There are many options to choose from for seating your guests. DreamHack for instance doesn't actually use tables, but uses plywood and pallets for their seating setup. However the best table for a LAN party is the simple beer table. The normal size one will seat two persons next to each other comfortably (and that is something you should want seeing as your guests will be spending three days in that spot). Seats can be a different story all together, however it is recommended to have an equal number of chairs as opposed to the seats you have available there are simple ways to save some off your money on renting too many. Many visitors will bring their own chairs, and having an empty chair on the event is way too costly. A simple way to check if your visitors will bring their own chair is to have it as an option on the sign up form. Then simply order the number of chairs that are left (+10% for friends that visit and such) and you'll be set.
Next to the basics there are a lot of other options you can get to make your LAN a little bit more special. Bigger events tend to get a stage for their finals and performances of local bands & dj's or maybe you want fences to make sure people don't go places that you do not want them to go. Also lighting can be a cool addition to your events. The sky (or your budget) is the limit!
Hosting a LAN party can be a pretty big burden money wise. A small party will come with costs next to zero (maybe some power or food costs), but a bigger party will run in to the thousands of dollars pretty fast. To cover these costs there are several ways to get some money back from the event.
The number one contributing factor in your budget will be the entry fee. Gamers do not mind paying for a weekend of fun and depending on the size and popularity of your event the fee can range from 10$ to 80$ and anywhere in between. Factors that decide this prize is the length, size and availability of prize money for your competitions.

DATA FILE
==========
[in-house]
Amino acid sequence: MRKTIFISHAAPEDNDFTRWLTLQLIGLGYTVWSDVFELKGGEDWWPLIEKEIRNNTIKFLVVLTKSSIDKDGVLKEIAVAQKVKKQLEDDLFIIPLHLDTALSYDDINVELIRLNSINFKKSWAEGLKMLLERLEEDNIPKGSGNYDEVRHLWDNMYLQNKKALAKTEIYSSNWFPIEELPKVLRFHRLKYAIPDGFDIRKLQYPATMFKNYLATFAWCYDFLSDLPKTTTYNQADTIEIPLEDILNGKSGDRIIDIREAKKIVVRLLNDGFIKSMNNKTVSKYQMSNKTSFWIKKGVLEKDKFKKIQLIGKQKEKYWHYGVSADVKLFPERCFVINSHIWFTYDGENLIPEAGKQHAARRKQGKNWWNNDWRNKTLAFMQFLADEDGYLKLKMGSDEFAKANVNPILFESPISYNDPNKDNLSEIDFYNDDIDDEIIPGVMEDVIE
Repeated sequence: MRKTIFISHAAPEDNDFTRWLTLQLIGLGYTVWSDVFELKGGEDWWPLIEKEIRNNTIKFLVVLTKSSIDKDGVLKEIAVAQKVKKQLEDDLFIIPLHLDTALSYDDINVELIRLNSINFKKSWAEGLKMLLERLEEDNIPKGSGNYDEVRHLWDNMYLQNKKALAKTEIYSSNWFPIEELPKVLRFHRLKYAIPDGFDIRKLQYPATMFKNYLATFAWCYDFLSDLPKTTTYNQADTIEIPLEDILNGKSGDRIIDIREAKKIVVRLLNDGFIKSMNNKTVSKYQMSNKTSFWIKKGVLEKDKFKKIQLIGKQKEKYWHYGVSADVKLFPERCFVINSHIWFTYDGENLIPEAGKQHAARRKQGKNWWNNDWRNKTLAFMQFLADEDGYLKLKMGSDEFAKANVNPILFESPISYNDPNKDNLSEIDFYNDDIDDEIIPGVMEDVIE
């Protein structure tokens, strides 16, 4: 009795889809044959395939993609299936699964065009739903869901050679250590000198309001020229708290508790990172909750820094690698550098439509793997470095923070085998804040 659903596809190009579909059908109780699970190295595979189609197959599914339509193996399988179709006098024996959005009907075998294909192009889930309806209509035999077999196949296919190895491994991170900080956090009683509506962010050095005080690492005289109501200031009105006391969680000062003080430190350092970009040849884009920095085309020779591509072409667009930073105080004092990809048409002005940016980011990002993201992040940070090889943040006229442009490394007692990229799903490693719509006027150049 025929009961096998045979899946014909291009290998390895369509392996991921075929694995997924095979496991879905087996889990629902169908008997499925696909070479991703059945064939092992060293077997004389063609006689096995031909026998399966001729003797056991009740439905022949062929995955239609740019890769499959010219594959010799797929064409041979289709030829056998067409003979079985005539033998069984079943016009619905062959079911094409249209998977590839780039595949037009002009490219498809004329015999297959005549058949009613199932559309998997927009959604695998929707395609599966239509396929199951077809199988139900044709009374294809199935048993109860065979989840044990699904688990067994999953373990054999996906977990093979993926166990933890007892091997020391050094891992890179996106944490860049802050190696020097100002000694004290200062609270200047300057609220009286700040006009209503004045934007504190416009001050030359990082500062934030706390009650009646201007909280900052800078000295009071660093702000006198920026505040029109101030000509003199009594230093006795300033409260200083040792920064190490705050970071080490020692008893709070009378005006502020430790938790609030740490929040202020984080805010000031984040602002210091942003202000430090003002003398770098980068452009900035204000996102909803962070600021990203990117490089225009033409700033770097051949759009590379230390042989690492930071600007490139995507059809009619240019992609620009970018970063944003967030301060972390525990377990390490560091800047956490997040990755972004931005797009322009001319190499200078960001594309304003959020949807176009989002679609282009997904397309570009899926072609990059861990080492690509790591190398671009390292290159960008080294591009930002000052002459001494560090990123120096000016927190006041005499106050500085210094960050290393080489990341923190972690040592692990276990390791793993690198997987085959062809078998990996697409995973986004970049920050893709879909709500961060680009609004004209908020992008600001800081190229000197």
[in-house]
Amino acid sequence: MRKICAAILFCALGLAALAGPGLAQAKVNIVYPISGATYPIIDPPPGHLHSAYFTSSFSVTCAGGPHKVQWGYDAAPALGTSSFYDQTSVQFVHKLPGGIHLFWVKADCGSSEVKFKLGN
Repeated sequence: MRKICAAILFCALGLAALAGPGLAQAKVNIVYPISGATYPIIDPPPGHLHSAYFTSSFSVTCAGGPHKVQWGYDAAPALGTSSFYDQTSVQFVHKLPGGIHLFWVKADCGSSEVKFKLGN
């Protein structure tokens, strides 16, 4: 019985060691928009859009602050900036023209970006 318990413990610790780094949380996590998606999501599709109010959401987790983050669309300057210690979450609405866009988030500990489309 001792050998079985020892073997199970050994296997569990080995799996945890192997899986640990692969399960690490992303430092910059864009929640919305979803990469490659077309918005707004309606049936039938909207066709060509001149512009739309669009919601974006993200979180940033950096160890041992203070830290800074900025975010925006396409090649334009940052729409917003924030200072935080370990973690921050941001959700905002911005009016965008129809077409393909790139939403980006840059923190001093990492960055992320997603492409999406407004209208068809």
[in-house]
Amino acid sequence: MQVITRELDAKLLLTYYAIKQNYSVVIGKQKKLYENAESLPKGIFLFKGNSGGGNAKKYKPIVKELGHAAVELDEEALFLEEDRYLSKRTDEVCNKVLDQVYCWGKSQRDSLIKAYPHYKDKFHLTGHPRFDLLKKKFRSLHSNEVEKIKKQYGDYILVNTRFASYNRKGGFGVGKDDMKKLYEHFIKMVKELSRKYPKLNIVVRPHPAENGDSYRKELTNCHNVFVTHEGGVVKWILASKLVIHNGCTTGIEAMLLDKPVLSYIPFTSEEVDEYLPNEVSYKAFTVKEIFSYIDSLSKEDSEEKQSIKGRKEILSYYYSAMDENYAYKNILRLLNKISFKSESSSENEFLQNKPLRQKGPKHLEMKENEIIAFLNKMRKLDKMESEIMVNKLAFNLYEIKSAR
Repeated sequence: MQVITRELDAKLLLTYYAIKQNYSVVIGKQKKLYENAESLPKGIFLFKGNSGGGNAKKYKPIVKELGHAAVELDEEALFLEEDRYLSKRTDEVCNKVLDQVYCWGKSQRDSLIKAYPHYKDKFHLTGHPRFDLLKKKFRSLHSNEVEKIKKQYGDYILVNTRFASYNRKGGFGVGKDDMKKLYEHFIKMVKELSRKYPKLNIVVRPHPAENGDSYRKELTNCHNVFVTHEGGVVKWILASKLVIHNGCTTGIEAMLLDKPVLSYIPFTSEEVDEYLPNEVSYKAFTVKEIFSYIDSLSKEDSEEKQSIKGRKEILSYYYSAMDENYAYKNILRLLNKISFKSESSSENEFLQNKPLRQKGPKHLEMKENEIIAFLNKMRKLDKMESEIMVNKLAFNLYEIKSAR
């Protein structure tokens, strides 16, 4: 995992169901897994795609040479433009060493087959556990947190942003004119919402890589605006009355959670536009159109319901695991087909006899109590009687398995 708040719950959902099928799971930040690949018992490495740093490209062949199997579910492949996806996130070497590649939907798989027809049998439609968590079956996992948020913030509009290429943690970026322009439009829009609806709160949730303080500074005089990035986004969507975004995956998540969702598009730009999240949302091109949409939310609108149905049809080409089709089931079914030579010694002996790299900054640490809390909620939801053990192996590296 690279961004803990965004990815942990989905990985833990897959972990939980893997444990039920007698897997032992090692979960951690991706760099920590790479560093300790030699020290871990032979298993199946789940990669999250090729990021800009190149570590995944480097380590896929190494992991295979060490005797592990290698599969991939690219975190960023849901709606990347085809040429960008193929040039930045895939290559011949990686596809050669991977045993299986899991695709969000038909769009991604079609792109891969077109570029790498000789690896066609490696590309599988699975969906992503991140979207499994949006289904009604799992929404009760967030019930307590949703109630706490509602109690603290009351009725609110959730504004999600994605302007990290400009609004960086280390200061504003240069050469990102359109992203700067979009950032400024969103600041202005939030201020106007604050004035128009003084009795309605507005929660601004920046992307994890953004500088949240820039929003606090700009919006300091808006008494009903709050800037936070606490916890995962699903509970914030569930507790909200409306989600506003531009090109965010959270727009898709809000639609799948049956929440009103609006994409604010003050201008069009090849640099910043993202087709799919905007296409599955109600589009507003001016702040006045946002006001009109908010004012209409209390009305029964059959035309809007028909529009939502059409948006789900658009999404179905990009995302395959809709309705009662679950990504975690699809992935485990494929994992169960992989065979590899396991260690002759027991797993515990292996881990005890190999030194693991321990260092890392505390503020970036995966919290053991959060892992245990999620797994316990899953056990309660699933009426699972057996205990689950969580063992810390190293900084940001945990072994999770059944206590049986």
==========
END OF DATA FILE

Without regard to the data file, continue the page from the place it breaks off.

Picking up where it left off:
Another way to make some money is to sell food and drinks yourself or get a catering partner that shares a bit of the revenue with you. Finding a caterer that will do this will take some work, but feeding 100+ people a weekend long can end up being pretty profitable. Make sure not to cut in your entry fee budget, since proceeds can vary very much per event, rather use the profits to make sure your next event will be even better and bigger!
The third, and most fun way to get some revenue for your LAN budget is finding sponsors. Al though most will not sponsor you hard cash there are parties that will. Try searching the websites of big gaming brands for sponsor opportunities. Most will give you some of their products you can give away with competitions and it is always a way to make sure visitors come to your event and pay the entree fee to have a chance at winning those prizes. You can also search for local companies that will want to advertise to your demographic and ask them for some cash so you can use that in your budget.
Basicly you now have all the information you will need to start your first LAN party! Organizing one can be a time consuming task beforehand and during, and I recommend you do not forget to have a little fun yourself.
Organizing a LAN event can also be a good way to get some experience in the event management industry and always mention your experience on your resume, it does help with future job opportunities.
Now go out and organize your first LAN, and let's game!